Teaching Kids About Money

Teaching kids about money means a lot more than doing things like posing the old “Would you rather have a nickel or a dime?” question to a young child or making sure your pre-teen knows how to figure out how much of a discount 15% off is.

Teaching kids about money means taking advantage of teachable moments and being a good financial example yourself — or reforming if you aren’t. After all, kids base a lot more of what they soak in on what you do vs. what you tell them. If you’re still learning about personal finance matters yourself (and who isn’t), it can also mean having your kids learn right along with you.

Take advantage of the things that happen around you every day to help your kids learn about money. When you get the bills, sit down and pay them in front of your kids. Let them see you doing it, and if they want to help, show them how you double-check to make sure the bills are accurate. You could also show them how online banking works or how you fill out a check.

If you’re going forward with a mortgage refinance, go ahead and talk about the interest rate you’ll be getting and why you’re doing it over dinner. Talk about the pitfalls you might encounter too.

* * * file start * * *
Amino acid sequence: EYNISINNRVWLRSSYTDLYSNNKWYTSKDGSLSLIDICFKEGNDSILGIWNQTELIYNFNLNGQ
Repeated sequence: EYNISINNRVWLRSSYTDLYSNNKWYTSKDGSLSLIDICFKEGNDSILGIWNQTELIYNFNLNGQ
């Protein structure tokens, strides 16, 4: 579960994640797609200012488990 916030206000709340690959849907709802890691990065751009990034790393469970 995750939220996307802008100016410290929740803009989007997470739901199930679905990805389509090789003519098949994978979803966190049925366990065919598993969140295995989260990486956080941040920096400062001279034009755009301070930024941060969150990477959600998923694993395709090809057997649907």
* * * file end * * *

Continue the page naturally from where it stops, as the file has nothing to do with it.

When your water heater bursts, talk about how glad you are that you set aside money in an appliance or emergency fund. (And if you haven’t done that, talk about how much less stressful things would have been if you had done so.

Ask for your kids’ suggestions on money-related matters. You could ask how they would make up a budget if it were up to them, or ask them to research different ways to pay for college. They might come up with some great ideas! (And they’ll love knowing that you value their opinion.)

Remember that kids are going to learn something about money no matter what you do. They may learn that it’s a stressful subject to be avoided, or they may learn that planning ahead with money is a great way to make life go a little smoother. It’s up to you. The sooner you start teaching kids about money, the more informed they’ll be.


  • One of the most important things I taught my children was to save for what they want. They were exposed to a lot of different experiences throughout the years. They were exposed to my business, my wife’s and my work, and much more.